RV Daily Tips Newsletter Issue 1273

48

Tuesday, February 11, 2020
Welcome to another edition of RV Travel’s Daily Tips newsletter. Here you’ll find helpful RV-related and living tips from the pros, travel advice, a handy website of the day, tips on our favorite RVing-related products and, of course, a good laugh. Thanks for joining us. We appreciate you. Please tell your friends about us.

If you shop on Amazon, please visit through our affiliate site (we get a little commission that way – and you don’t pay any extra). Thank you!



Today’s thought

“There is greatness in doing something you hate for the sake of someone you love.” ― Shmuley Boteach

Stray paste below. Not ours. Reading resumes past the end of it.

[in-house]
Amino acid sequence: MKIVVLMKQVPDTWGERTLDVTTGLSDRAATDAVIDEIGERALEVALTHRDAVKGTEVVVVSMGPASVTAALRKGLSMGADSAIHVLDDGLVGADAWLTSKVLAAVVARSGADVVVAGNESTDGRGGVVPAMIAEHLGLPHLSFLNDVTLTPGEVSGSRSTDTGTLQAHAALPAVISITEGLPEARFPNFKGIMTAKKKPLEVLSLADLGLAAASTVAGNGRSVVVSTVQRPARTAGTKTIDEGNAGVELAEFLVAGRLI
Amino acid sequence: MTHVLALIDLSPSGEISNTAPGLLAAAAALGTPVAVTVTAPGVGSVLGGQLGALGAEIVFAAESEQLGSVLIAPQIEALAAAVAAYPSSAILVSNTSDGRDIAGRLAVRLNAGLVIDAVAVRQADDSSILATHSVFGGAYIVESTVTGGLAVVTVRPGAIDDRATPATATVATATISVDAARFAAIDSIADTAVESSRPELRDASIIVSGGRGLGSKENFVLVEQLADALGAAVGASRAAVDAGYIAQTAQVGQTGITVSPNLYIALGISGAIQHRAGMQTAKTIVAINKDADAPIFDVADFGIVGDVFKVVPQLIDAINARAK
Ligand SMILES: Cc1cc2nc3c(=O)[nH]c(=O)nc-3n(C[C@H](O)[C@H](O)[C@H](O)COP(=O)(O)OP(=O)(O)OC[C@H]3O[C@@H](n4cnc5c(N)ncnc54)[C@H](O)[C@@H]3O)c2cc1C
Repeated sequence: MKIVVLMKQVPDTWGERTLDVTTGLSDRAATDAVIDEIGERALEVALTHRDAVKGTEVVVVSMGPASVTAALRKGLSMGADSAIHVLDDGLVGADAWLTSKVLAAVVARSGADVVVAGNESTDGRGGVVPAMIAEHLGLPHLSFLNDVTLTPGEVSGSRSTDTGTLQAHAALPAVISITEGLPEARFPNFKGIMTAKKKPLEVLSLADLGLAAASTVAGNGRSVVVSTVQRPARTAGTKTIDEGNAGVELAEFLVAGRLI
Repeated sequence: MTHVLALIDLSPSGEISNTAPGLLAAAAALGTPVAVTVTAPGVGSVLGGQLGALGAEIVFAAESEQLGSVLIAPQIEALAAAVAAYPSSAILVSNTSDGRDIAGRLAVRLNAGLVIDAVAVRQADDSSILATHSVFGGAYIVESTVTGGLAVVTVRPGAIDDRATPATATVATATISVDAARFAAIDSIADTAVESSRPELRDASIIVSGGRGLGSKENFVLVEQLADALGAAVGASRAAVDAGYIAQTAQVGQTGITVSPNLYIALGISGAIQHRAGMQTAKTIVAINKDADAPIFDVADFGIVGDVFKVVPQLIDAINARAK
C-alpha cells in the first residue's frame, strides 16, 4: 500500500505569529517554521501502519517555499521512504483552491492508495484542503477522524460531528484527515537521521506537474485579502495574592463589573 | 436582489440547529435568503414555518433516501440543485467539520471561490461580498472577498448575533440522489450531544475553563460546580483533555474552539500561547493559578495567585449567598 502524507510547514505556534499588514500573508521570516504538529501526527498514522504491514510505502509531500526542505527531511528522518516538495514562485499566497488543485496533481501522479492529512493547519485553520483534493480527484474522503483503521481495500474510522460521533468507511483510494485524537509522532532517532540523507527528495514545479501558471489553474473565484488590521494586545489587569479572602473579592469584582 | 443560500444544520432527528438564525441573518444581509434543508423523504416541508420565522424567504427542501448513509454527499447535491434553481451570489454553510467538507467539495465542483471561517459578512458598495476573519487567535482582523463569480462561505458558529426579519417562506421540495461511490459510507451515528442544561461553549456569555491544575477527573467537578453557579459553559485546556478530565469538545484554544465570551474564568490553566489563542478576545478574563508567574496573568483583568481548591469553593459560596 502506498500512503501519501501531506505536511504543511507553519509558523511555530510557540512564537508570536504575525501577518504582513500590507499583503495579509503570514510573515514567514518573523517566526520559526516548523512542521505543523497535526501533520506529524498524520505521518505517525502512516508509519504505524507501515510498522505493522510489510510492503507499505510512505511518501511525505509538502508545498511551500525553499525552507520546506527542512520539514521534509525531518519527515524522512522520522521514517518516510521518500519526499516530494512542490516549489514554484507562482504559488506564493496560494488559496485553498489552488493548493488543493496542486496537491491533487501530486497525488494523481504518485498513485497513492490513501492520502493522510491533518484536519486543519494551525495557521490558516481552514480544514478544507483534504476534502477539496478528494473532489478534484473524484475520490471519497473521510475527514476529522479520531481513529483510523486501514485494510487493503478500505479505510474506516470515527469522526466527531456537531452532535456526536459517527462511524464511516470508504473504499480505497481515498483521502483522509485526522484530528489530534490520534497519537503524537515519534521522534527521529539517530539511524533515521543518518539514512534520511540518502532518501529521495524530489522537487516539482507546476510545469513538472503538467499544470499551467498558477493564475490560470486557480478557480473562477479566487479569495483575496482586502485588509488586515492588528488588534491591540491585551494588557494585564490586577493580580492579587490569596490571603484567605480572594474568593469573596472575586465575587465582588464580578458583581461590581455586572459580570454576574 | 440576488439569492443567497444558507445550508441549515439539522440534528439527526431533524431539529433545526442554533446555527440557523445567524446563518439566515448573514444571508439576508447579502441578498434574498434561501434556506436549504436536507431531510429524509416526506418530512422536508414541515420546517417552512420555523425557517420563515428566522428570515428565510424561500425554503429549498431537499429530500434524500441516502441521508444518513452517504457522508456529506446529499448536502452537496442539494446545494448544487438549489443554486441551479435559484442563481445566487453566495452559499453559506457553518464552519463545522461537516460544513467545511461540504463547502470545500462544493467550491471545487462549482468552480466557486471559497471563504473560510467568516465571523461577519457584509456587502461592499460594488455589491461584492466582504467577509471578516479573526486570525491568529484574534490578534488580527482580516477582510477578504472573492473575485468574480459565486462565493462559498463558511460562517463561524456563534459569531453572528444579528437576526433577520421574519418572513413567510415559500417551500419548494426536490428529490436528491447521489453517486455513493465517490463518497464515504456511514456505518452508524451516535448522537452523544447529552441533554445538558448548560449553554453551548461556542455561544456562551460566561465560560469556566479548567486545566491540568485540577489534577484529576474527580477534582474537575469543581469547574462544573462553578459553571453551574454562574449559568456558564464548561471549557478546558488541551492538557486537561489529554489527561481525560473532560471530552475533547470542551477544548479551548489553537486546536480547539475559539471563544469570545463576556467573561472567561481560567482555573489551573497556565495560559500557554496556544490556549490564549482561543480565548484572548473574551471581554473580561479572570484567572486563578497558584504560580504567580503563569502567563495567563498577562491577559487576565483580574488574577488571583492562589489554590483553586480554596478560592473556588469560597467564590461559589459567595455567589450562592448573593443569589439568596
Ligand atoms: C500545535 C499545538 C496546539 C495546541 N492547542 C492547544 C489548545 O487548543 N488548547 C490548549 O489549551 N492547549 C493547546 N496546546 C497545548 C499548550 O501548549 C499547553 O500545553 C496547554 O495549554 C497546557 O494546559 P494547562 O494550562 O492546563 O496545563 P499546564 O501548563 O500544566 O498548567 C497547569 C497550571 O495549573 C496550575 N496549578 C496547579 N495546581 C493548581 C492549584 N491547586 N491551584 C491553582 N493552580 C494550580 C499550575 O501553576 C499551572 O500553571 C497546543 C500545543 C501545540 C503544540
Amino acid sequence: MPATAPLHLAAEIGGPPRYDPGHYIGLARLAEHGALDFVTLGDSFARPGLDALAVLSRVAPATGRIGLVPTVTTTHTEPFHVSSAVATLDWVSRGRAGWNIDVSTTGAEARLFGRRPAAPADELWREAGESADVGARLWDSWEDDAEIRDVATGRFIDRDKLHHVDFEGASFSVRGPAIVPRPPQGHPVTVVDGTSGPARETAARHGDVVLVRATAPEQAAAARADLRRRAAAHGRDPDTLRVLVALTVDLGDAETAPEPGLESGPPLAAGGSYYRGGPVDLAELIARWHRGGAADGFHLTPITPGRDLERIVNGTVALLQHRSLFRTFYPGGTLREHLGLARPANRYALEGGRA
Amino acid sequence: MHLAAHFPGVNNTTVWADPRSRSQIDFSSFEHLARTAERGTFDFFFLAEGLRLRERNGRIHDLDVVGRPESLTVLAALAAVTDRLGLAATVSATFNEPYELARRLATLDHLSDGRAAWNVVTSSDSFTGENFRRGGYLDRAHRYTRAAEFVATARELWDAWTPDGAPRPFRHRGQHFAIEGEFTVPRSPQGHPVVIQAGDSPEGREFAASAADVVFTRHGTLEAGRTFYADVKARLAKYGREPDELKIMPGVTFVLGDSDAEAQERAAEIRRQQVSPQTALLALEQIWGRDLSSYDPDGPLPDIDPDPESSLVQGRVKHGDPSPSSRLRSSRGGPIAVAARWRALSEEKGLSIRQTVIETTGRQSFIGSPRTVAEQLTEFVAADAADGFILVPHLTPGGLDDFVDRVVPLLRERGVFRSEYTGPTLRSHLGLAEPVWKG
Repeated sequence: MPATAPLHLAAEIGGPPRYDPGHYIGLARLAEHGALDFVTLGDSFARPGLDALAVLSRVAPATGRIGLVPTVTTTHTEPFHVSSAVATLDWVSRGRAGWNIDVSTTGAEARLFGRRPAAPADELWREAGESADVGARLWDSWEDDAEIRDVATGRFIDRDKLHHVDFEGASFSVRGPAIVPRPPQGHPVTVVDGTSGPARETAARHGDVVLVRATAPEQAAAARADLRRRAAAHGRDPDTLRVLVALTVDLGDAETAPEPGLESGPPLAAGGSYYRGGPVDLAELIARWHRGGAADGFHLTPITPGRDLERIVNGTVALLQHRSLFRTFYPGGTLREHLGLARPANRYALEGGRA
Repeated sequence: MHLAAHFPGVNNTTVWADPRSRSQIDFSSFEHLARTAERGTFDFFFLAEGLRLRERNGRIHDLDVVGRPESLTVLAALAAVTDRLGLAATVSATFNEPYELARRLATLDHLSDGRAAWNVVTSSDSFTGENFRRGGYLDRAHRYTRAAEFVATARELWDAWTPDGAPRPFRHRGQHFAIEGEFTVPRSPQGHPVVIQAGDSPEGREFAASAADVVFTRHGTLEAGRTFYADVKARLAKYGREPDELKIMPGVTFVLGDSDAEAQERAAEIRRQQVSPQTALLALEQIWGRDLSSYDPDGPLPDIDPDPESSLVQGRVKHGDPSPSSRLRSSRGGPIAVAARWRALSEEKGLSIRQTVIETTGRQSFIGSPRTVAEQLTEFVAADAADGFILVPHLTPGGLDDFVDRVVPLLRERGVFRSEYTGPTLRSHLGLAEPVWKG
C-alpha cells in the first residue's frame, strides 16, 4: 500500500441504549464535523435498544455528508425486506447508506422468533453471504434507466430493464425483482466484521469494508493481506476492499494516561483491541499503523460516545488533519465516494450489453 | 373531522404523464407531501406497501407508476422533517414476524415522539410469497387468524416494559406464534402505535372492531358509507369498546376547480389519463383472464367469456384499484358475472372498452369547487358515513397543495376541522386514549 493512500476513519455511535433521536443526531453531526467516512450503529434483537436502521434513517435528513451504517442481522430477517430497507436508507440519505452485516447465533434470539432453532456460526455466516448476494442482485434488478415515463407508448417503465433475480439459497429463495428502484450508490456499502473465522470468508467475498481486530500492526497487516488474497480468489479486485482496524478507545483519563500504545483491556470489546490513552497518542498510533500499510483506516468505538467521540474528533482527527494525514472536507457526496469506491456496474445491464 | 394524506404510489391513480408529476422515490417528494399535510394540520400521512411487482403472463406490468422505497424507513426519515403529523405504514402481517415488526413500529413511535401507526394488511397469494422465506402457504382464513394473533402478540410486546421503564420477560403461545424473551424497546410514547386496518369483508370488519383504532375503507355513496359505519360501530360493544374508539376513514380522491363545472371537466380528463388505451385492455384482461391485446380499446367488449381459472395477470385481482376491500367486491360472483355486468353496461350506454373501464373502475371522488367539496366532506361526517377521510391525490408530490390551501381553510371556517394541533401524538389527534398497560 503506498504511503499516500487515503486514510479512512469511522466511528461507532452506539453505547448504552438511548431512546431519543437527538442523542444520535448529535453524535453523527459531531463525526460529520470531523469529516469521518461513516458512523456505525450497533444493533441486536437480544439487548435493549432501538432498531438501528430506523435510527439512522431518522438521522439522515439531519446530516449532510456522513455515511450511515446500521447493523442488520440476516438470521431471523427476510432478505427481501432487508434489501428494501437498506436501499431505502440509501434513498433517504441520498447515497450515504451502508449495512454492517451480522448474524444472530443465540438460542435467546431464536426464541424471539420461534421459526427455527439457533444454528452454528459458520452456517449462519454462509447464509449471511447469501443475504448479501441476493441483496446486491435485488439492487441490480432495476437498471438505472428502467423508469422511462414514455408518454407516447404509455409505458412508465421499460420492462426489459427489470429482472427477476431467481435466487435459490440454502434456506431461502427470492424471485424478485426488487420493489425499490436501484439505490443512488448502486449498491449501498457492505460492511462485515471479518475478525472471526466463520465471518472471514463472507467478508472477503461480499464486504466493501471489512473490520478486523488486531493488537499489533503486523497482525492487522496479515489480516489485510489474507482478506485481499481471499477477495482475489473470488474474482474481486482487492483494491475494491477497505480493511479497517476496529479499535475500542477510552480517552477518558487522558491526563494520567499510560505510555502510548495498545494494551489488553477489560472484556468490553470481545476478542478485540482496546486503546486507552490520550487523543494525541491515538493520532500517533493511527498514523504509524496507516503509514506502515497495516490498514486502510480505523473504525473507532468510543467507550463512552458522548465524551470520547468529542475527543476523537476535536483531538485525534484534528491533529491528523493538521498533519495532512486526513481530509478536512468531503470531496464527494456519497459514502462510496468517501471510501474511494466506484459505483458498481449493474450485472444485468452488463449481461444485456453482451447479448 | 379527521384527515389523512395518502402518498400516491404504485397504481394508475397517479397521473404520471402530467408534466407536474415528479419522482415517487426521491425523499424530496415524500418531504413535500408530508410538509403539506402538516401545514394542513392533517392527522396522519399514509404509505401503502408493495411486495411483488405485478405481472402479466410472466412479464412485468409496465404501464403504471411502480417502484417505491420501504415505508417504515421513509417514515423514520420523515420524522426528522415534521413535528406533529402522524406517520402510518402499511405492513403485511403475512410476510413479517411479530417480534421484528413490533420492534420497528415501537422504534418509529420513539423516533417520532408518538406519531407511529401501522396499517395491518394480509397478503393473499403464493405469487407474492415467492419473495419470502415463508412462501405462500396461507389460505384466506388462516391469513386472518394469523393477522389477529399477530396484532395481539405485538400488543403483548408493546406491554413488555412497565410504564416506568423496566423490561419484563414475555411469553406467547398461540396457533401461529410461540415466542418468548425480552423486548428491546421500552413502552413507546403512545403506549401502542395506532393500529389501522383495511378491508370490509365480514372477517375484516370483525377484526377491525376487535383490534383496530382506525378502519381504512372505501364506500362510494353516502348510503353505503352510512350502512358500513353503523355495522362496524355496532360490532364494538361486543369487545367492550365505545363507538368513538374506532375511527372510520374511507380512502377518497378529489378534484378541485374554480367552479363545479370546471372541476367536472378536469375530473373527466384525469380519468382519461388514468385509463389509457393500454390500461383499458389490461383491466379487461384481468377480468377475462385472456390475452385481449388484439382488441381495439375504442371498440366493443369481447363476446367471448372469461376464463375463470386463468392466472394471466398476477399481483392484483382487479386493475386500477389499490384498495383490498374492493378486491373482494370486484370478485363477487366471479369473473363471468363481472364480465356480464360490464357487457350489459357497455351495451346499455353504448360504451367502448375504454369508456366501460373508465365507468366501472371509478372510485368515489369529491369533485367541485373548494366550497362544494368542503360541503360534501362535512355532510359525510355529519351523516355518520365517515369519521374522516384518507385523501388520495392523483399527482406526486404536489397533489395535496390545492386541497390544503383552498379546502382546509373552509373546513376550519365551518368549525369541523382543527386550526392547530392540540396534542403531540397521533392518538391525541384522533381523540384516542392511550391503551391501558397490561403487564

Need an excuse to celebrate? Today is National White Shirt Day!



Tip of the Day

Cheap grommet can save your day – and your awning

RV principles to live by: If rain is in the offing, tilt your awning; if serious rain is in the offing, roll up your awning. Russ and Tiña De Maris relate an unfortunate experience they had during an overnight rainstorm even after tilting their awning. But here’s a quick and easy tip from long-time RVtravel.com reader Wolfe Rose, along with his video, that will save your awning.


Automatic transfer switch warning

As RVs come out of the “dark ages” and flow with the use of modern technology, it gets easier for us, including the use of an automatic transfer switch (ATS). But beware: Even with an ATS to make living with your RV generator oh-so-much easier, there are issues that you need to take care with – some that can cost you loads of money. Learn more.

Yesterday’s features article: Is your RV furnace burning your money?



Reader poll


Quick Tip

How to handle speed bumps